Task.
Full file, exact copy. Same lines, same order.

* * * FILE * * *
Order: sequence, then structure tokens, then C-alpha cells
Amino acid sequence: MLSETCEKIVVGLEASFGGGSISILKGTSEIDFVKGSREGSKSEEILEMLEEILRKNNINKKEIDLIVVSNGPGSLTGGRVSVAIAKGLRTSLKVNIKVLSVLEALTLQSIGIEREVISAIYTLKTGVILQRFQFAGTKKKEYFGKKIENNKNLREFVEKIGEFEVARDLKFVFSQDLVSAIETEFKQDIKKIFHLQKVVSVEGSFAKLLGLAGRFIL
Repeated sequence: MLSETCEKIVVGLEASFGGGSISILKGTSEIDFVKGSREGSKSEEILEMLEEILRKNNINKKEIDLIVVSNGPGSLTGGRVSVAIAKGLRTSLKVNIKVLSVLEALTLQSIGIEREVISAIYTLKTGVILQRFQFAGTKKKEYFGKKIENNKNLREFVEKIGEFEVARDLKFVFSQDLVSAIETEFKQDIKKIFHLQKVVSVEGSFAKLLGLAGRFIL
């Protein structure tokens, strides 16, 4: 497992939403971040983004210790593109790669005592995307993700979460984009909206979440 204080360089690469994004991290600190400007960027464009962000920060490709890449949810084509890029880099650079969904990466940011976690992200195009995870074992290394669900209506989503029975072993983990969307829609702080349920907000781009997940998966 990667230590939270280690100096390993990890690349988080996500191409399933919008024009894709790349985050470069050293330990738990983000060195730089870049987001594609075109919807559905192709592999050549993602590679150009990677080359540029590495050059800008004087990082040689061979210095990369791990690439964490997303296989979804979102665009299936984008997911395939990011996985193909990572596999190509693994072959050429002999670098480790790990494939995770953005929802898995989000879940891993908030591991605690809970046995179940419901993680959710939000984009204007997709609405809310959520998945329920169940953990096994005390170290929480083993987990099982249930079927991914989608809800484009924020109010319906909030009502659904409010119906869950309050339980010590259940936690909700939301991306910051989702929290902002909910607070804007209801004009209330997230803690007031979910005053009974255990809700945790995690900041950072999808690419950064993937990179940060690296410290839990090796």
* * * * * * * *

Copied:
Order: sequence, then structure tokens, then C-alpha cells
Amino acid sequence: MLSETCEKIVVGLEASFGGGSISILKGTSEIDFVKGSREGSKSEEILEMLEEILRKNNINKKEIDLIVVSNGPGSLTGGRVSVAIAKGLRTSLKVNIKVLSVLEALTLQSIGIEREVISAIYTLKTGVILQRFQFAGTKKKEYFGKKIENNKNLREFVEKIGEFEVARDLKFVFSQDLVSAIETEFKQDIKKIFHLQKVVSVEGSFAKLLGLAGRFIL
Repeated sequence: MLSETCEKIVVGLEASFGGGSISILKGTSEIDFVKGSREGSKSEEILEMLEEILRKNNINKKEIDLIVVSNGPGSLTGGRVSVAIAKGLRTSLKVNIKVLSVLEALTLQSIGIEREVISAIYTLKTGVILQRFQFAGTKKKEYFGKKIENNKNLREFVEKIGEFEVARDLKFVFSQDLVSAIETEFKQDIKKIFHLQKVVSVEGSFAKLLGLAGRFIL
């Protein structure tokens, strides 16, 4: 497992939403971040983004210790593109790669005592995307993700979460984009909206979440 204080360089690469994004991290600190400007960027464009962000920060490709890449949810084509890029880099650079969904990466940011976690992200195009995870074992290394669900209506989503029975072993983990969307829609702080349920907000781009997940998966 990667230590939270280690100096390993990890690349988080996500191409399933919008024009894709790349985050470069050293330990738990983000060195730089870049987001594609075109919807559905192709592999050549993602590679150009990677080359540029590495050059800008004087990082040689061979210095990369791990690439964490997303296989979804979102665009299936984008997911395939990011996985193909990572596999190509693994072959050429002999670098480790790990494939995770953005929802898995989000879940891993908030591991605690809970046995179940419901993680959710939000984009204007997709609405809310959520998945329920169940953990096994005390170290929480083993987990099982249930079927991914989608809800484009924020109010319906909030009502659904409010119906869950309050339980010590259940936690909700939301991306910051989702929290902002909910607070804007209801004009209330997230803690007031979910005053009974255990809700945790995690900041950072999808690419950064993937990179940060690296410290839990090796």